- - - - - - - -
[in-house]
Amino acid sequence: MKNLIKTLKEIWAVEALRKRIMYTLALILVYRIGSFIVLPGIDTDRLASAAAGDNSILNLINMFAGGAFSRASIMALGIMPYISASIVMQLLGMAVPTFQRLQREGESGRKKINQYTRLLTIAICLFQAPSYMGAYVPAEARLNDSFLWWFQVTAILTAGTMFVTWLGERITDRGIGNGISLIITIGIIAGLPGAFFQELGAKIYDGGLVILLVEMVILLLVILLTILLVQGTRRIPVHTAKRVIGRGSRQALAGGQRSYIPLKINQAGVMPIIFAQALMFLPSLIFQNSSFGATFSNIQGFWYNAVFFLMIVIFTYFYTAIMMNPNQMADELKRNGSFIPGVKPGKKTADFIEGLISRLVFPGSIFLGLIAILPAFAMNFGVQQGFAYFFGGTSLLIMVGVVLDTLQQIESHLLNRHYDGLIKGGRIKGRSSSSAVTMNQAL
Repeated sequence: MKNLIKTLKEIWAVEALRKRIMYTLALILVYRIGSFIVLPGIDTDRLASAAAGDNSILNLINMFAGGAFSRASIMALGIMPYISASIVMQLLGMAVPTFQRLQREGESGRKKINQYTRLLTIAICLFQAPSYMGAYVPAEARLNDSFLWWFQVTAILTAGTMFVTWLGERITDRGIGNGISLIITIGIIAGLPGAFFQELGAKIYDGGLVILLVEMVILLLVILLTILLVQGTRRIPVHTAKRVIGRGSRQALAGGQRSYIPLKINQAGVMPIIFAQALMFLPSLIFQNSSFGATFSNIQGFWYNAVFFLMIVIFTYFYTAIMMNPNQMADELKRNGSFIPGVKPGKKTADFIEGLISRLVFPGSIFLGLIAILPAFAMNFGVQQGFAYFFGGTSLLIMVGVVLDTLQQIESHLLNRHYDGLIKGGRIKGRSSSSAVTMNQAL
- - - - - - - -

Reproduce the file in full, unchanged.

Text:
[in-house]
Amino acid sequence: MKNLIKTLKEIWAVEALRKRIMYTLALILVYRIGSFIVLPGIDTDRLASAAAGDNSILNLINMFAGGAFSRASIMALGIMPYISASIVMQLLGMAVPTFQRLQREGESGRKKINQYTRLLTIAICLFQAPSYMGAYVPAEARLNDSFLWWFQVTAILTAGTMFVTWLGERITDRGIGNGISLIITIGIIAGLPGAFFQELGAKIYDGGLVILLVEMVILLLVILLTILLVQGTRRIPVHTAKRVIGRGSRQALAGGQRSYIPLKINQAGVMPIIFAQALMFLPSLIFQNSSFGATFSNIQGFWYNAVFFLMIVIFTYFYTAIMMNPNQMADELKRNGSFIPGVKPGKKTADFIEGLISRLVFPGSIFLGLIAILPAFAMNFGVQQGFAYFFGGTSLLIMVGVVLDTLQQIESHLLNRHYDGLIKGGRIKGRSSSSAVTMNQAL
Repeated sequence: MKNLIKTLKEIWAVEALRKRIMYTLALILVYRIGSFIVLPGIDTDRLASAAAGDNSILNLINMFAGGAFSRASIMALGIMPYISASIVMQLLGMAVPTFQRLQREGESGRKKINQYTRLLTIAICLFQAPSYMGAYVPAEARLNDSFLWWFQVTAILTAGTMFVTWLGERITDRGIGNGISLIITIGIIAGLPGAFFQELGAKIYDGGLVILLVEMVILLLVILLTILLVQGTRRIPVHTAKRVIGRGSRQALAGGQRSYIPLKINQAGVMPIIFAQALMFLPSLIFQNSSFGATFSNIQGFWYNAVFFLMIVIFTYFYTAIMMNPNQMADELKRNGSFIPGVKPGKKTADFIEGLISRLVFPGSIFLGLIAILPAFAMNFGVQQGFAYFFGGTSLLIMVGVVLDTLQQIESHLLNRHYDGLIKGGRIKGRSSSSAVTMNQAL